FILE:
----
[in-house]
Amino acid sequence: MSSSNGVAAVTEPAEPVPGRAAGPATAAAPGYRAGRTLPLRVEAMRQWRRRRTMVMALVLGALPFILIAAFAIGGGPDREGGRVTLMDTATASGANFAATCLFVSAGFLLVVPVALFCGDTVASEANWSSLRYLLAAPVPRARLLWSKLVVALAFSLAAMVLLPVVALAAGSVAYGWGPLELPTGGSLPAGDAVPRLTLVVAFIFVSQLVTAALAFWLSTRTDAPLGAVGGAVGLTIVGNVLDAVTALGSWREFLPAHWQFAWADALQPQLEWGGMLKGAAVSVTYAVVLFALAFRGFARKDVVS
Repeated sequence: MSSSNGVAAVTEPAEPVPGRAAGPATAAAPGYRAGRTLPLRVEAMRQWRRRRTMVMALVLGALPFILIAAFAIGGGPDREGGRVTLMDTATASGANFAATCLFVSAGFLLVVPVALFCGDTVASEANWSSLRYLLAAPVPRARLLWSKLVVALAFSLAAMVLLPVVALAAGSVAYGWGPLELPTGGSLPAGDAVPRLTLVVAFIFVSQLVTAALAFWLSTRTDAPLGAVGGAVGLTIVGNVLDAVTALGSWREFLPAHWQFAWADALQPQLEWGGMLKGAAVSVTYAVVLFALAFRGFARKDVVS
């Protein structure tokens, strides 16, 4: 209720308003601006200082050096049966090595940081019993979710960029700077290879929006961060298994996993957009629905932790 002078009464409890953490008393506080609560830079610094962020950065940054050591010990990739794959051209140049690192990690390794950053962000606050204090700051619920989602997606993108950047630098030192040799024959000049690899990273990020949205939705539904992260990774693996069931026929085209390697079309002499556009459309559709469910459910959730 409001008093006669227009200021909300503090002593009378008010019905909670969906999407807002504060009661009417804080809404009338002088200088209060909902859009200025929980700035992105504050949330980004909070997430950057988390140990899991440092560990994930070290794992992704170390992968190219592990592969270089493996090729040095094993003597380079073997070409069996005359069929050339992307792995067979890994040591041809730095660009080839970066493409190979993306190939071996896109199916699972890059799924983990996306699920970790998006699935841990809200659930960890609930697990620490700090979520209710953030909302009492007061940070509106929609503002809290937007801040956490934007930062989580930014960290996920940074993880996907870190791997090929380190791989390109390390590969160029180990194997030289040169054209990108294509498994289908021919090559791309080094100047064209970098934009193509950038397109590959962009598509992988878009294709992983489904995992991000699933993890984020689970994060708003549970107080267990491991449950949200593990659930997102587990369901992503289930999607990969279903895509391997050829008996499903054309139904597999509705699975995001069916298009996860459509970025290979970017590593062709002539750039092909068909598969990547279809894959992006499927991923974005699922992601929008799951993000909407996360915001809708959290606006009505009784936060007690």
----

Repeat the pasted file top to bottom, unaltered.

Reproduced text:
[in-house]
Amino acid sequence: MSSSNGVAAVTEPAEPVPGRAAGPATAAAPGYRAGRTLPLRVEAMRQWRRRRTMVMALVLGALPFILIAAFAIGGGPDREGGRVTLMDTATASGANFAATCLFVSAGFLLVVPVALFCGDTVASEANWSSLRYLLAAPVPRARLLWSKLVVALAFSLAAMVLLPVVALAAGSVAYGWGPLELPTGGSLPAGDAVPRLTLVVAFIFVSQLVTAALAFWLSTRTDAPLGAVGGAVGLTIVGNVLDAVTALGSWREFLPAHWQFAWADALQPQLEWGGMLKGAAVSVTYAVVLFALAFRGFARKDVVS
Repeated sequence: MSSSNGVAAVTEPAEPVPGRAAGPATAAAPGYRAGRTLPLRVEAMRQWRRRRTMVMALVLGALPFILIAAFAIGGGPDREGGRVTLMDTATASGANFAATCLFVSAGFLLVVPVALFCGDTVASEANWSSLRYLLAAPVPRARLLWSKLVVALAFSLAAMVLLPVVALAAGSVAYGWGPLELPTGGSLPAGDAVPRLTLVVAFIFVSQLVTAALAFWLSTRTDAPLGAVGGAVGLTIVGNVLDAVTALGSWREFLPAHWQFAWADALQPQLEWGGMLKGAAVSVTYAVVLFALAFRGFARKDVVS
């Protein structure tokens, strides 16, 4: 209720308003601006200082050096049966090595940081019993979710960029700077290879929006961060298994996993957009629905932790 002078009464409890953490008393506080609560830079610094962020950065940054050591010990990739794959051209140049690192990690390794950053962000606050204090700051619920989602997606993108950047630098030192040799024959000049690899990273990020949205939705539904992260990774693996069931026929085209390697079309002499556009459309559709469910459910959730 409001008093006669227009200021909300503090002593009378008010019905909670969906999407807002504060009661009417804080809404009338002088200088209060909902859009200025929980700035992105504050949330980004909070997430950057988390140990899991440092560990994930070290794992992704170390992968190219592990592969270089493996090729040095094993003597380079073997070409069996005359069929050339992307792995067979890994040591041809730095660009080839970066493409190979993306190939071996896109199916699972890059799924983990996306699920970790998006699935841990809200659930960890609930697990620490700090979520209710953030909302009492007061940070509106929609503002809290937007801040956490934007930062989580930014960290996920940074993880996907870190791997090929380190791989390109390390590969160029180990194997030289040169054209990108294509498994289908021919090559791309080094100047064209970098934009193509950038397109590959962009598509992988878009294709992983489904995992991000699933993890984020689970994060708003549970107080267990491991449950949200593990659930997102587990369901992503289930999607990969279903895509391997050829008996499903054309139904597999509705699975995001069916298009996860459509970025290979970017590593062709002539750039092909068909598969990547279809894959992006499927991923974005699922992601929008799951993000909407996360915001809708959290606006009505009784936060007690």